Promoting the Elections

It’s important for everyone's local communities to get involved in the trustee elections and step forward for our schools. There are many ways to use local media to tell people about the upcoming elections.

The school trustee election campaign is an event that local media can support – but they have to know what is going on. By working constructively with local reporters, you can give them news articles that local audiences are interested in and get this key information out into your community.


Build your school profile

The school trustee elections are a great opportunity for schools to talk about student achievements and community focus.

Find something interesting and new to talk about to build your school profile. What you want is for people in your community to think about putting themselves forward for nomination. Encourage people with a range of experiences, different skill sets and interests to be involved and represent their community on a school board.

Inform them about the opportunities of being on a board and the difference that being a trustee can make for your school.


Print and digital media

Writing a media release

If you choose to write a media release, ask yourself the same questions that reporters do before you put pen to paper.

These include:

  • What? Why?
  • Where? When?
  • Who? How? 
  • Remember to say the most important thing first - Just as you would if you were reporting something exciting to a friend
  • Make sure the headline and first line grabs attention. The reader needs to know who is saying what – so attribute information to your agreed spokesperson
  • Use interesting language, colourful words and phrases that the reporter will be able to use
  • Keep your sentences short
  • Repeat information from previous media releases
  • Don’t assume that people will remember what you have told them before
  • Include a contact name and number for the journalist to call if they need more information - and make sure the contact person will be available

The following could make good headlines:

  • Election countdown begins for local schools
  • Local schools gear up for trustee elections
  • Use your skills for your local schools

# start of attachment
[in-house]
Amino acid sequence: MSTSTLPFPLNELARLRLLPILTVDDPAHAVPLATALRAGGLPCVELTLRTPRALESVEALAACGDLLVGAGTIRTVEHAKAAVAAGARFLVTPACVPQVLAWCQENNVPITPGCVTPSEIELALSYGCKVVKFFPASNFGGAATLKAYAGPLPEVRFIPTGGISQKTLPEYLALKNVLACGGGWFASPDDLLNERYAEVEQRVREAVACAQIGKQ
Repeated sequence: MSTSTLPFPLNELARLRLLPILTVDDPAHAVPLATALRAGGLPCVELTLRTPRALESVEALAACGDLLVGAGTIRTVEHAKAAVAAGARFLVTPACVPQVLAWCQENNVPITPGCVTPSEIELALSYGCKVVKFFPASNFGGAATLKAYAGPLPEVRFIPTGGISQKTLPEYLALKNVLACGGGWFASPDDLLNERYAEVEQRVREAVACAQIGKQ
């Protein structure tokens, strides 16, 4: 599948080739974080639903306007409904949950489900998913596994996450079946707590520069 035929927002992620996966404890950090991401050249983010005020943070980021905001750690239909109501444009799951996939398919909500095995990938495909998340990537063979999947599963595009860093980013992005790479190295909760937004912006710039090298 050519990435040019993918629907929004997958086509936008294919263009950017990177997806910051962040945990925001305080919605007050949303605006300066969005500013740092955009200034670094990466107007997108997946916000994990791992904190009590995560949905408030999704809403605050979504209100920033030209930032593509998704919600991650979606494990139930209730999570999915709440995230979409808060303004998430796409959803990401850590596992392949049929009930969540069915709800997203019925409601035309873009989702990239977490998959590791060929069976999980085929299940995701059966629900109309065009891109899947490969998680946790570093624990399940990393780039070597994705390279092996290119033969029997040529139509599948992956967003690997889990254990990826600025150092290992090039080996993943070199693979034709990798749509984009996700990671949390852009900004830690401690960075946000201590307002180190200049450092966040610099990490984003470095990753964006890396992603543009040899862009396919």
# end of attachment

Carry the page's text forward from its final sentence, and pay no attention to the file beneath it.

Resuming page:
• Being a school trustee is very rewarding
  • Local people encouraged to “step forward for our schools”

Click here for an example of how your media release could be laid out.


Tips for giving an interview

You need to know what the interview is about before you get into an interview.

Questions for a reporter before the interview:

  • what media organisation they work for
  • what issues they want to cover
  • if anyone else is being interviewed
  • what their deadline is

What you can tell a reporter:

  • Be comfortable to ask for a phone interview if you’re not comfortable to be in front of a microphone or a camera
  • take some time to get your thoughts in order
  • talk to other people if you need advice
  • decide what you want to say and write it down
  • call the reporter back


Right the wrongs

When you see something in the newspaper, on the radio or on television about the school trustee elections that is not correct, you could contact the reporter and say so. Reporters don’t want to have wrong information in their news stories and would prefer to know quickly.

Be polite and have all the facts when you contact the reporter. You could leave your contact details so they can contact you in the future to check the information.

Make sure to follow up after you send a media release or give an interview. Find out when it will be published and be sure the share the story on social media to extend the reach.


Social media

Social media is another way to raise awareness and put out key messages into your community. You might like to consider using Facebook or Neighbourly to promote the elections to your community. 

Posts coming soon - watch this space!

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